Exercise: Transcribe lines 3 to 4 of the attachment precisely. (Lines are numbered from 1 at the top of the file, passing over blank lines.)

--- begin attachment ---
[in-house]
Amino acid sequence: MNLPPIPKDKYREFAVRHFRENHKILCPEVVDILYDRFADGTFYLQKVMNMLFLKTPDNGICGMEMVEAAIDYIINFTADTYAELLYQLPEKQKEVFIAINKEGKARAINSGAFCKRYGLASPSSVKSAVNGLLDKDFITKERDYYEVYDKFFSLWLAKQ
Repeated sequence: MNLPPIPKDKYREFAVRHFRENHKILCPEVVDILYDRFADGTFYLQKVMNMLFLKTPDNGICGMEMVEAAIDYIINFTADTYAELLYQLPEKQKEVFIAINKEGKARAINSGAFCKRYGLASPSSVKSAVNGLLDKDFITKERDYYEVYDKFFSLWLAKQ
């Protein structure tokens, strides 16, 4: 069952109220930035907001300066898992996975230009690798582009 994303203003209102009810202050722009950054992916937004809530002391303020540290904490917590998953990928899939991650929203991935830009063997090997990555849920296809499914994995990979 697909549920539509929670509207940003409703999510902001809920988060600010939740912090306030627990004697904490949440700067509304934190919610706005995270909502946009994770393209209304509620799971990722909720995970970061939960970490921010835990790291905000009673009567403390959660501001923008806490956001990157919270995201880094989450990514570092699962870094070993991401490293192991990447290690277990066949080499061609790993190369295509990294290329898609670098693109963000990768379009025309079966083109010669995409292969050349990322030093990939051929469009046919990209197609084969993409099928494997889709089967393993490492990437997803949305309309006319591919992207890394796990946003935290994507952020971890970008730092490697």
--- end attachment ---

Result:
Repeated sequence: MNLPPIPKDKYREFAVRHFRENHKILCPEVVDILYDRFADGTFYLQKVMNMLFLKTPDNGICGMEMVEAAIDYIINFTADTYAELLYQLPEKQKEVFIAINKEGKARAINSGAFCKRYGLASPSSVKSAVNGLLDKDFITKERDYYEVYDKFFSLWLAKQ
């Protein structure tokens, strides 16, 4: 069952109220930035907001300066898992996975230009690798582009 994303203003209102009810202050722009950054992916937004809530002391303020540290904490917590998953990928899939991650929203991935830009063997090997990555849920296809499914994995990979 697909549920539509929670509207940003409703999510902001809920988060600010939740912090306030627990004697904490949440700067509304934190919610706005995270909502946009994770393209209304509620799971990722909720995970970061939960970490921010835990790291905000009673009567403390959660501001923008806490956001990157919270995201880094989450990514570092699962870094070993991401490293192991990447290690277990066949080499061609790993190369295509990294290329898609670098693109963000990768379009025309079966083109010669995409292969050349990322030093990939051929469009046919990209197609084969993409099928494997889709089967393993490492990437997803949305309309006319591919992207890394796990946003935290994507952020971890970008730092490697």